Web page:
Hinduism rests on the spiritual bedrock of the Vedas, hence Veda Dharma, and their mystic issue, the Upanishads, as well as the teachings of many great Hindu gurus through the ages. Many streams of thought flow from the six Vedic/Hindu schools, Bhakti sects and Tantra Agamic schools into the one ocean of Hinduism, the first of the Dharma religions.
The Eternal Way
"The Eternal Way" (in Sanskrit ????? ????, Sanatana Dharma), or the "Perennial Philosophy/Harmony/Faith", is the one name that has represented Hinduism for many thousands of years. According to Hindus, it speaks to the idea that certain spiritual principles hold eternally true, transcending man-made constructs, representing a pure science of consciousness. But this consciousness is not merely that of the body or mind and intellect, but of a supramental soul-state that exists within and beyond our existence, the unsullied Self of all. Religion to the Hindu is the native search for the divine within the Self, the search to find the One truth that in actuality never was lost. Truth sought with faith shall yield itself in blissful luminescence no matter the race or creed professed. Indeed, all existence, from vegetation and beasts to mankind, are subjects and objects of the eternal Dharma. This inherent faith, therefore, is also known as Arya/Noble Dharma, Veda/Knowledge Dharma, Yoga/Union Dharma, Hindu Dharma or, simply, the Dharma.
What can be said to be common to all Hindus is belief in Dharma, reincarnation, karma, and moksha (liberation) of every soul through a variety of moral, action-based, and meditative yogas. Still more fundamental principles include ahimsa (non-violence), the primacy of the Guru, the Divine Word of Aum and the power of mantras, love of Truth in many manifestations as Gods and Goddessess, and an understanding that the essential spark of the Divine (Atman/Brahman) is in every human and living being, thus allowing for many spiritual paths leading to the One Unitary Truth.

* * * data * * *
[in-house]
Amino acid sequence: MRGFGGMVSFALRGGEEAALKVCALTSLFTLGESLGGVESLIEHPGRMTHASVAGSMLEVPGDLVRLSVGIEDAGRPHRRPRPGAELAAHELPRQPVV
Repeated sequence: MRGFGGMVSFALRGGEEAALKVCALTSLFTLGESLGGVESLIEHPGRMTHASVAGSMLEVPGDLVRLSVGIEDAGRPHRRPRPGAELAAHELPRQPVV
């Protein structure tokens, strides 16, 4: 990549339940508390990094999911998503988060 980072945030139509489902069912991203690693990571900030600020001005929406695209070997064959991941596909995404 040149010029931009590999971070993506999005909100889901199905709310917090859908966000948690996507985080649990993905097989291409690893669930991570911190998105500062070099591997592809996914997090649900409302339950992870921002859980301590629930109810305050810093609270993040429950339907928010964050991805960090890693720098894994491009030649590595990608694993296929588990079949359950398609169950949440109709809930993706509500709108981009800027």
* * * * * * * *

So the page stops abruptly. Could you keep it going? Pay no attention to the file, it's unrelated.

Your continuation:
An example of the pervasiveness of this paramount truth-seeking spirituality in daily life is the bindi (seen left), which is a common marker for Hindu women. It symbolizes the need to cultivate supramental consciousness, which is achieved by opening the mystic "third eye." Hindus across the board stress meditative insight, an intuition beyond the mind and body, a trait that is often associated with the ascetic god Shiva. Men, too, will bear on their foreheads the equivalent tilak mark, usually on religious occasions, its shape often representing particular devotion to a certain main deity: a 'U' shape stands for Vishnu, a group of three lines for Shiva. It is not uncommon for some to meld both in an amalgam marker signifying Hari-Hara (Vishnu-Shiva indissoluble).
Hinduism is practiced through a variety of Yogas (spiritual practices), primarily bhakti (loving devotion), karma Yoga (selfless service), raja yoga (meditational Yoga) and Jnana Yoga (Yoga of discrimination). These are described in the two principal texts of Hindu Yoga: The Bhagavad Gita and the Yoga Sutras. The Upanishads are also very important as a philosophical foundation for this rational spiritualism.
The four goals of life
Another major aspect of Hindu dharma that is common to practically all Hindus is that of purushartha, the "four goals of life". They are kama, artha, dharma and moksha. It is said that all humans seek kama (pleasure, physical or emotional) and artha (power, fame and wealth), but soon, with maturity, learn to govern these legitimate desires within a higher, pragmatic framework of dharma, or moral harmony in all. Of course, the only goal that is truly infinite, whose attainment results in absolute happiness, is moksha, or liberation, (a.k.a. Mukti, Samadhi, Nirvana, etc.) from Samsara, the cycle of life, death, and existential duality.
The four stages of life
The human life is also seen as four Ashramas ("phases" or "stages"). They are Brahmacharya, Grihasthya, Vanaprastha and Sanyasa. The first quarter of one's life, brahmacharya (literally "grazing in Brahma") is spent in celibate, sober and pure contemplation of life's secrets under a Guru, building up body and mind for the responsibilities of life. Grihastya is the householder's stage, alternatively known as samsara, in which one marries and satisfies kama and artha within a married life and professional career. Vanaprastha is gradual detachment from the material world, ostensibly giving over duties to one's sons and daughters, spending more time in contemplation of the truth, and making holy pilgrimages. Finally, in sanyasa, the individual goes off into seclusion, often envisioned as the forest, to find God through Yogic meditation and peacefully shed the body for the next life.
2 -[Hinduism : Origins, nomenclature and society of Hinduism]
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4 -[Hinduism : Hindu Bhakti &Tantrism]
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